The EU’s general court has largely dismissed an appeal by Google against the EUR 4.343 billion fine levied against the company in 2018 for violating competition law. The court did decide to reduce the fine slightly, to EUR 4.125 billion, after finding part of the European Commission’s case was not sufficiently proven.
The European Commission imposed the fine in July 2018, after three years of investigations found that Google was abusing its dominant position in the search market by forcing Android phone makers to install its apps. This gave the company an unfair advantage over competing apps, thanks to its licensing agreements with Android device manufacturers and mobile network operators going back to at least 2011.
Google’s appeal focused largely on procedural elements of the case, disputing the Commission’s definition of the relevant markets where Google is dominant and the company’s access to information during the case proceedings. The only argument where it had some success was the revenue-share agreements with devices makers on installing its apps. The court found that the Commission did not sufficiently show that this stopped competing apps from gaining access to the Android devices. This subsequently led to a small reduction of the fine, but did not impact the other competition violations, the court said.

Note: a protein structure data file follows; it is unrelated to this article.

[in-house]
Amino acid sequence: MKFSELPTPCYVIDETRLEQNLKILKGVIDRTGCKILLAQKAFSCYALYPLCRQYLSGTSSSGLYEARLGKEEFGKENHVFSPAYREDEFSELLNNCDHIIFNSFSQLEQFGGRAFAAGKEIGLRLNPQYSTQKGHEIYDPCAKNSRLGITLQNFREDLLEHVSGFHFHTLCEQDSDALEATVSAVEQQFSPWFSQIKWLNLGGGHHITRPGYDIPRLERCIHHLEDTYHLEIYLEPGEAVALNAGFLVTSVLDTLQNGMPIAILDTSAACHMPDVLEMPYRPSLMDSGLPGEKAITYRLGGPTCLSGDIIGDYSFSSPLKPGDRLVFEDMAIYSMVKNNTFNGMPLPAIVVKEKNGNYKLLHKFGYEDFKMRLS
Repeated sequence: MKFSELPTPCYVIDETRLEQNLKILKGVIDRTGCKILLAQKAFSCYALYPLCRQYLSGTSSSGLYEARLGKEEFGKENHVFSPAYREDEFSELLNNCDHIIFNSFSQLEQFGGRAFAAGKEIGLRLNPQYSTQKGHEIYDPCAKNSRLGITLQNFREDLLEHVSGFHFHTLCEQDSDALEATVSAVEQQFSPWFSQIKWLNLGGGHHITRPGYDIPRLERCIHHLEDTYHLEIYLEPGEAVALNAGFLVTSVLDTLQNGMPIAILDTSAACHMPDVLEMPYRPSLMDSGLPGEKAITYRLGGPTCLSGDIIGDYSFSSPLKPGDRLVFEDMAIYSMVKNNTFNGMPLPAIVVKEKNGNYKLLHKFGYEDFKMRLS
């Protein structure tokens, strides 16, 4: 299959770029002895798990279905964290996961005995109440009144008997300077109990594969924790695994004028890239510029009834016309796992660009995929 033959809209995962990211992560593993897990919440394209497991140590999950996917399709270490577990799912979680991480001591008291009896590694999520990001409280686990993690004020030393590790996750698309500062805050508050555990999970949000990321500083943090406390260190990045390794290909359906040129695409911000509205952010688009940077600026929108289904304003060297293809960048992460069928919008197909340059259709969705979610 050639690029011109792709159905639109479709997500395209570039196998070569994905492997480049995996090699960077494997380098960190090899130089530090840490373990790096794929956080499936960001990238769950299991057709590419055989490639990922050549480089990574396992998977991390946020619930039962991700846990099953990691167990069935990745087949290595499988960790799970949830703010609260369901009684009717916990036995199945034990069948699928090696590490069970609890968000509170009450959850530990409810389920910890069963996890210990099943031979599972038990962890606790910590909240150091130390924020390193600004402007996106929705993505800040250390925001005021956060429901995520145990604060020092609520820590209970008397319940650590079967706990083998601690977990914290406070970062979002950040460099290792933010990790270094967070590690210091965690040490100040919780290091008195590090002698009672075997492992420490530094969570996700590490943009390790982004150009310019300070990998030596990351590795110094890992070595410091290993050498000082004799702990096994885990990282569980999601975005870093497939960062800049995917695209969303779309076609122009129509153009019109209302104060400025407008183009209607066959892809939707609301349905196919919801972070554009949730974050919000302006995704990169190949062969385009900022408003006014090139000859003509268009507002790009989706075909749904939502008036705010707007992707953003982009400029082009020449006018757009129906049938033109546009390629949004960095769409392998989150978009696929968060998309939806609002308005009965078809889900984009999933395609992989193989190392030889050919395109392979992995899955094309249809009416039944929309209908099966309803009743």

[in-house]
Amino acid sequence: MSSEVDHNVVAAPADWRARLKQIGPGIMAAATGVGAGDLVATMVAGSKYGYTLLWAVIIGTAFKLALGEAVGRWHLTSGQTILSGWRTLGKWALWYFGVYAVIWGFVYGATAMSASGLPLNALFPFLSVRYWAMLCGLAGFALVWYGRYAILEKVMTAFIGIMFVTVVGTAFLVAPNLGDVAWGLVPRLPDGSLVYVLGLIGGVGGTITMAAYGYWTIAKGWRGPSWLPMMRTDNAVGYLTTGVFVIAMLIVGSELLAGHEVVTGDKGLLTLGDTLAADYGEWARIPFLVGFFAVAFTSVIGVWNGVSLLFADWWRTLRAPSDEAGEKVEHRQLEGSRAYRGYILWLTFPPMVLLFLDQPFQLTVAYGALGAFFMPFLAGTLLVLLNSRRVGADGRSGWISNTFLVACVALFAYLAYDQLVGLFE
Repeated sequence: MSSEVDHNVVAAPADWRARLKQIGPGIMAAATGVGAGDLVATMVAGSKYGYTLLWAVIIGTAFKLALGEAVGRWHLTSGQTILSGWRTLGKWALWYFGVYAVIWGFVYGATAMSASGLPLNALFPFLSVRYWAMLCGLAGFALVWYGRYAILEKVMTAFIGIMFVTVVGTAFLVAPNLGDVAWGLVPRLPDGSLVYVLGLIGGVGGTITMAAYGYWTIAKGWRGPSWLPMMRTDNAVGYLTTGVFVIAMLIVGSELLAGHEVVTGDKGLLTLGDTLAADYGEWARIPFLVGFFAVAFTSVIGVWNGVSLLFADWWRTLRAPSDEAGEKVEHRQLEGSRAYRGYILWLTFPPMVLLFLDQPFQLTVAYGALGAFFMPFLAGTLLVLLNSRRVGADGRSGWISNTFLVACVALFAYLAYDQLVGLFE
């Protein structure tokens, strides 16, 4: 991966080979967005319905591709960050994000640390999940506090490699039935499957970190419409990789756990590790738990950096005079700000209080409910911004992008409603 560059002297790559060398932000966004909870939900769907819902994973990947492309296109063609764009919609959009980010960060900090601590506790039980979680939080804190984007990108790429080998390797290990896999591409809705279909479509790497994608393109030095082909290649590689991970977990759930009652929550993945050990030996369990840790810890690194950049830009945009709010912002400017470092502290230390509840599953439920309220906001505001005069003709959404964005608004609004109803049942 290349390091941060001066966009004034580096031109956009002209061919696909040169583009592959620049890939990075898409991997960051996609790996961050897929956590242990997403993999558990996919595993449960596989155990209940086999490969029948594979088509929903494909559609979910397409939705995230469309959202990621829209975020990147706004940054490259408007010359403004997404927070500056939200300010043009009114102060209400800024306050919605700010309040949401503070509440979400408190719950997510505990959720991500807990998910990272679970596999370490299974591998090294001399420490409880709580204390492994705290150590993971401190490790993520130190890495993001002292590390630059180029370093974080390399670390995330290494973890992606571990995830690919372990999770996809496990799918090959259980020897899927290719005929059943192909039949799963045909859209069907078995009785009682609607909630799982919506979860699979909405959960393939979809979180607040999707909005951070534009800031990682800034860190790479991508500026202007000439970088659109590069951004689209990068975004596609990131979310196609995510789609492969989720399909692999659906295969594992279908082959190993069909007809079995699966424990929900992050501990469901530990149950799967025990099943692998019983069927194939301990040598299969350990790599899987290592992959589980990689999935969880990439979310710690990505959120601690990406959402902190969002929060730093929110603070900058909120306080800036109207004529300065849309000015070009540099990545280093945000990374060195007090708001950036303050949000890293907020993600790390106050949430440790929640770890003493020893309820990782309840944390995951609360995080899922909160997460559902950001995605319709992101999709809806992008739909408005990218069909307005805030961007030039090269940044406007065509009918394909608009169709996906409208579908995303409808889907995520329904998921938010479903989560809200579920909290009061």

The case has since led to Google changing its licensing terms for the Android operating system and introducing a choice for search engine and web browser for people activating new Android devices. The case also fed into the EU’s new competition law on the tech sector, which includes specific prohibitions on pre-installing apps and forced bundling of software and devices.